Still, some seafood merchandisers have learned to promote the department more heavily during a recession through ads and events, and have benefited from those efforts.

United maintained its seafood promotional dollars in 2008 and early this year, instead of cutting back in a tough economy.

"Our circular in general is smaller, but our space devoted to seafood is not any less. In 
addition, we have tried to put 
information in the ad on omega
-3 [fatty acid] content along with recipes," says Nettles.

As a result, United's seafood sales account for around 1.25 percent of total store sales in 2008, which is up from around 1 percent in 2007.

"In the fresh seafood area, I think we are gaining some share from our competitors. We have put a big focus on procurement, and we retail lower than Whole Foods and [HEB's] Central Market," says Nettles.

Meanwhile, the increase in catfish sales in 2008 can also be attributed to the state of the U.S. economy. While the Texas economy is not suffering as much as other areas of the country, shoppers are still buying lower-priced finfish such as tilapia and catfish and, for the most part, avoiding higher-end selections such as orange roughy and halibut, 
says Nettles.

According to The Perishables Group, orange roughy sales suffered in the first quarter of 2009, realizing a 21 percent drop in dollar sales in supermarkets compared to the first quarter of 2008, while halibut sales fell 27 percent during the same period.

Fresh tuna sales dropped 3 percent last year, and shrimp was down slightly, by 0.3 percent. Shrimp - one of the most popular seafood items among grocery shoppers - saw a 3.1 percent drop in volume and a 2.9 percent price increase in 2008.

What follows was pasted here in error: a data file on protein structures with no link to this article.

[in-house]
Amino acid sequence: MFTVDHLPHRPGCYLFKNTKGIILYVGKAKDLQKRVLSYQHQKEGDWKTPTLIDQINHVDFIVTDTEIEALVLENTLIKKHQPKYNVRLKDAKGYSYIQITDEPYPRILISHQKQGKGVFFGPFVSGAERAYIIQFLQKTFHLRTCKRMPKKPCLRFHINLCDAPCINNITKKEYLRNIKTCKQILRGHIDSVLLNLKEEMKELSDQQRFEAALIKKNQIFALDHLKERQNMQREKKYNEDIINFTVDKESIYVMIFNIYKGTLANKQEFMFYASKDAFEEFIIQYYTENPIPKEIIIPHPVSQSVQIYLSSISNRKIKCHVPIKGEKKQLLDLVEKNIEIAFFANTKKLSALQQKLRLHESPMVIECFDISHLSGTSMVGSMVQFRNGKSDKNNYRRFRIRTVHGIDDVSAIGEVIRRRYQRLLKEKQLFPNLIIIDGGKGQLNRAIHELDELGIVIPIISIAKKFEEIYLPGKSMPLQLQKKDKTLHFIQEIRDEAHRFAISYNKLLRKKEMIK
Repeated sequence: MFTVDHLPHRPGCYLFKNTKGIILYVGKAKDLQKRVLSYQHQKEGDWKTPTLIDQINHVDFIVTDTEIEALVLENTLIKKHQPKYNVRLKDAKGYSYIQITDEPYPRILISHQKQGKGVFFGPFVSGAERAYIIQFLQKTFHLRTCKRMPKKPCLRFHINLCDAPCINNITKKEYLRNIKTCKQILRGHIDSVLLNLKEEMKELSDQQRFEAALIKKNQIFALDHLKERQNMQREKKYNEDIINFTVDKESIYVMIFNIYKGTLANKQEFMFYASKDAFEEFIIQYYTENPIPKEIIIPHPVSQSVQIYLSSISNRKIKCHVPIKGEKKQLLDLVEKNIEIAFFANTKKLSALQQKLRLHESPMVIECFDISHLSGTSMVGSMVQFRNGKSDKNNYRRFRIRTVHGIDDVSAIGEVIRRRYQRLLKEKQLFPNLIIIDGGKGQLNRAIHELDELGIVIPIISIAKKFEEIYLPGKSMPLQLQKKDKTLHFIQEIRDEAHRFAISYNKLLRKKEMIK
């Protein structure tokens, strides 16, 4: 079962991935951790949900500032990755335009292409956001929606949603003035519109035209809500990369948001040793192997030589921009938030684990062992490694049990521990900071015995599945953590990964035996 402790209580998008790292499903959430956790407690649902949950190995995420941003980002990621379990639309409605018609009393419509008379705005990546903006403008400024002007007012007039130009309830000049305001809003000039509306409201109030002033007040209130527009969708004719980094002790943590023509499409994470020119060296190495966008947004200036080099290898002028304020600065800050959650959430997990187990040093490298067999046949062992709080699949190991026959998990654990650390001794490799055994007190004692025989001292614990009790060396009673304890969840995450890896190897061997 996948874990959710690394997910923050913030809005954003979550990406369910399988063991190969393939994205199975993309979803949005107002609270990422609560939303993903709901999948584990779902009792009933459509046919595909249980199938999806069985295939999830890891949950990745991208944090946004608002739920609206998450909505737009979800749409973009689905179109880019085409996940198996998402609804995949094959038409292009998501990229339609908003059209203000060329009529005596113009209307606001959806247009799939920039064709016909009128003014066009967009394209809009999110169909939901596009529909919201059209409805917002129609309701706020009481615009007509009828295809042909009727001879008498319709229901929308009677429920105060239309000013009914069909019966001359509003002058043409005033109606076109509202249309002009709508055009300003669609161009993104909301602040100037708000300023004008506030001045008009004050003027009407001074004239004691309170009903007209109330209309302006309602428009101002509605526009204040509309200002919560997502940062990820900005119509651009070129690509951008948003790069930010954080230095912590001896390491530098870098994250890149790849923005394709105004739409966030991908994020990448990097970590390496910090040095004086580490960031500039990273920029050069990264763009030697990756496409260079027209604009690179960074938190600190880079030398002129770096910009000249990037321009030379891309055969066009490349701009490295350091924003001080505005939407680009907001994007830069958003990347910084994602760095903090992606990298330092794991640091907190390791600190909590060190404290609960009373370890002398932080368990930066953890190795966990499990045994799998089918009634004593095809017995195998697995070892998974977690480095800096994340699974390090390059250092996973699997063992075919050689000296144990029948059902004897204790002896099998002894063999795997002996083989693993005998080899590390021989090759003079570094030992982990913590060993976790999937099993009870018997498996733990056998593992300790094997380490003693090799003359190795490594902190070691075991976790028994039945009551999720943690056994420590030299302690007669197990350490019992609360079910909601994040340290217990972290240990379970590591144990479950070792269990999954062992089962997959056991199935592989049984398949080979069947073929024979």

Once again, though, spending on promotions and competitive pricing helped some retailers in the shrimp market.

"Last year we introduced a private label frozen shrimp program, and saw a 30 percent increase 
in sales [of frozen shrimp]," 
says Nettles.

Meanwhile, in the first quarter of 2009, lobsters showed 
the highest sales and volume 
increases in supermarket seafood departments, according to The Perishables Group.

Snapper, haddock and tilapia also showed healthy gains during the first quarter of this year. Lobster sales jumped 52.5 percent and volume soared by nearly 130 percent during the period, thanks to lower retail prices. In 2008, lobster sales also did surprisingly well in a tough economy, rising by 6.7 percent over the previous year. Canadian lobstermen report a lack of demand for lobster, resulting in excess supply and lower prices.

Still, for many supermarket shoppers, lobster is out of their price range.

"In our area, this economy has priced a lot of people out of the market. Our overall lobster sales are way off, and our whole lobster sales are down 15 percent from last year," says Nettles.

In other good news for supermarkets this year, snapper sales grew 21 percent in the first quarter compared to the same period in 2008, while haddock continued its growth spurt with a 30 percent jump in dollar sales in the same period and a 51.3 percent increase in volume.

"Double-digit increases look an awful lot like there was a change in availability, especially with a reduction in price," says Lutz of The Perishables Group.

 

Contributing Editor Christine Blank lives in Lake Mary, Fla.